The patent describes a method of "rewarding the authors of reviews found to be useful by their readers, such as by prominently displaying their names and ranks as authors of useful reviews prominently on the web merchant's web site." In practise this means giving customers badges for writing product reviews based on whether or not others found their submission useful. This is I suppose, Amazon's way of saying thank you (pity they didn't think to thank all us authors for writing the books that they sell at such ridiculous discounts and screwing us out of the opportunity to sell them at cheaper than they do - see the Booksurge contract in yesterday's post).
The funny thing is that back in 2000, Jeff Bezos called for "fewer patents, of higher average quality." Exactly what his definition of average is, is obviously different to the rest of us ... Why anyone is surprised by this backtrack is beyond me, for like politicians, it is all he seems to do. He stated not that long ago that Amazon had no plans to implement their POD "service" in the UK, but we all took that with a pinch of salt, and quite rightly so, given my two posts of yesterday. Some time ago, in an interview with the New York Times, he declared that books were like horses, as both were perfect things that were difficult to improve upon. It seems to me that he spends most of his time talking out of that same thing that horses s*** through.
Things may be good for Amazon, but they are far from good for troubled book chain, Borders, which has found itself emboiled in the Icelandic banking crisis. The retailer - which secured a £23 million asset-based loan from Landsbanki Island earlier this year, also has an overdraft facility with the bank, which has been taken over by Iceland's Financial Services Authority. Its links with Landsbanki could have long term implications for Borders UK's access to working capital, although the impact is as yet unclear.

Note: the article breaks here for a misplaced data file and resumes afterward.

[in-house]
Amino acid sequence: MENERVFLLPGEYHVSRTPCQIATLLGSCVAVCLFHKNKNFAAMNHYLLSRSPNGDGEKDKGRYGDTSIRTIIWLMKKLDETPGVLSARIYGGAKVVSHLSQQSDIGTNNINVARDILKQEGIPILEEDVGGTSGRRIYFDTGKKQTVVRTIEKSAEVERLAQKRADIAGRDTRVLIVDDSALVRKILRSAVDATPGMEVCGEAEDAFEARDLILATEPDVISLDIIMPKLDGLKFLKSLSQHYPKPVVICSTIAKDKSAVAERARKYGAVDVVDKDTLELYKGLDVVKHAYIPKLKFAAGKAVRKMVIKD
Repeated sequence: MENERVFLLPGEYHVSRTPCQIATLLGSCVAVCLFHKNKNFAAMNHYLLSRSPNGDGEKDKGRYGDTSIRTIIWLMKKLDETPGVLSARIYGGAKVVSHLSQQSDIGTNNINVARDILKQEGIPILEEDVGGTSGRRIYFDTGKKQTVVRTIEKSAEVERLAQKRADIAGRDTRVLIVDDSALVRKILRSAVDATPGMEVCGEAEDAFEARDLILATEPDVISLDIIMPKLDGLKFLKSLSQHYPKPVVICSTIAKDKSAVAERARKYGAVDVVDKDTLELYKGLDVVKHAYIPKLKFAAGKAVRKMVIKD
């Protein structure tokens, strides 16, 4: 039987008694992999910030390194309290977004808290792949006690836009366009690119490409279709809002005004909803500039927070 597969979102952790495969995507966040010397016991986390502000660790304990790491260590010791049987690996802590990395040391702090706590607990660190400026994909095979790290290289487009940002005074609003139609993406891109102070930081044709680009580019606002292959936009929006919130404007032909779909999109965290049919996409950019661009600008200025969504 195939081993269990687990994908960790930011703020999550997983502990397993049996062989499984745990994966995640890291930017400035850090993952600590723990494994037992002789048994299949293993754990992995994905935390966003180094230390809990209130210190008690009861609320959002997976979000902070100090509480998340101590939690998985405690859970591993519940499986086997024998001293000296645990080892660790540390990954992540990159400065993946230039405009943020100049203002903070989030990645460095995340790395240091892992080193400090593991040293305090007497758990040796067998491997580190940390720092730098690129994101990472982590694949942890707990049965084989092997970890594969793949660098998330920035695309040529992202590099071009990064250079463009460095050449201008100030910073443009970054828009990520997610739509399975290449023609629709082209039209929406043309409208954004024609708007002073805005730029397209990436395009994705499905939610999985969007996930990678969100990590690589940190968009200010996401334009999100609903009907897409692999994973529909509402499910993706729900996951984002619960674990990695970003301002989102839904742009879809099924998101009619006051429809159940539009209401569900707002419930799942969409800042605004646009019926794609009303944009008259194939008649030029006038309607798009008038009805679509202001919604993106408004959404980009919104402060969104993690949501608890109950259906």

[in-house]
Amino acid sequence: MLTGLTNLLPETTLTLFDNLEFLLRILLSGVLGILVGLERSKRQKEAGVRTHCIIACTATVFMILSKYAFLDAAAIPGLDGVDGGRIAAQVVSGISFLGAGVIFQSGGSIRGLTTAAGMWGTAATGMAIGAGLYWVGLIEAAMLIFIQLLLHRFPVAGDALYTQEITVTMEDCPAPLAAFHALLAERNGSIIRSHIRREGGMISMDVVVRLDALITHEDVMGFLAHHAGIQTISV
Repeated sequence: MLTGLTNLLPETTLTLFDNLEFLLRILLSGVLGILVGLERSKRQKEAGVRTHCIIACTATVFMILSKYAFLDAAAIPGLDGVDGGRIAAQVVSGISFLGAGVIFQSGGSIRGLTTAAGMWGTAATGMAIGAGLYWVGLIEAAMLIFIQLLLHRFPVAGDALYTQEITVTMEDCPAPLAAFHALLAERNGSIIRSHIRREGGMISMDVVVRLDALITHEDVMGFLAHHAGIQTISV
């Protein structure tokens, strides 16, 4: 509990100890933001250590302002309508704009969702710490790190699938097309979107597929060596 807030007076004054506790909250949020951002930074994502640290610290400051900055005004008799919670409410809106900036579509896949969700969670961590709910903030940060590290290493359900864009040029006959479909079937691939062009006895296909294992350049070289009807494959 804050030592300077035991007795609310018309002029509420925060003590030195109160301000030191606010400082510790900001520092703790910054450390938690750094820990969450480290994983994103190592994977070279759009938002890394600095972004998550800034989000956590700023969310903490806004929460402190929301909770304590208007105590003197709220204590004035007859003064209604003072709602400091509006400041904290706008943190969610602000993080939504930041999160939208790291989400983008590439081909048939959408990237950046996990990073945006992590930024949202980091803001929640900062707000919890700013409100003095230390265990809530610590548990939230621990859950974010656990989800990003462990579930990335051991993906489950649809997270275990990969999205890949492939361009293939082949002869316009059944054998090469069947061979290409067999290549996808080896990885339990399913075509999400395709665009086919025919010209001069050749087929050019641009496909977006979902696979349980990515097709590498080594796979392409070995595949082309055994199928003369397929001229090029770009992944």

The chain could find their working capital severely restricted during the most critical trading period of the year, while the Icelandic Government decides what to do with the banks international operations. Speculation is rife, with one suggesiton that Borders may be asked to pay back some of the £23 million loan. The problem is that this is secured by the stock that is held in both the company's stores, and its distribution centre (recently closed) in Truro.
At the time that this loan was announced, in February, Mark Raban, who was Borders' Finance Director, said: "Landsbanki were able to offer flexibility and complete the deal quickly. We are confident the deal puts us on a strong footing for future success." I bet he is eating those words now.
While I would hate to see the demise of the chain, and the resultant loss of jobs, it would in many ways be not unexpected. Borders seem to have lost something in recent years - they used to be a good company to deal with and to shop with, but the stores now seem tatty and out of date, with the shelves stocked full of books that no one wants to buy. Whether the closure of the Truro centre will make a difference is difficult to tell, in theory it should, for the smaller presses and self publishers at least, since the staff will no longer be able to fob you off by stating that they only buy stock centrally through Head Office. Some titles no doubt are, but they will no longer be able to use this as an excuse to get rid of the savvy self publishers like me, who will challenge them on this, by pointing out that this is not the case, the stock can and is, also obtained from wholesalers, with deliveries direct to stores.
It is once again a case of wait and see. I hope that they can manage to dig their way out, but I fear that this time, their number may be up, leaving just two major book chains in the UK - WH Smiths and Waterstones.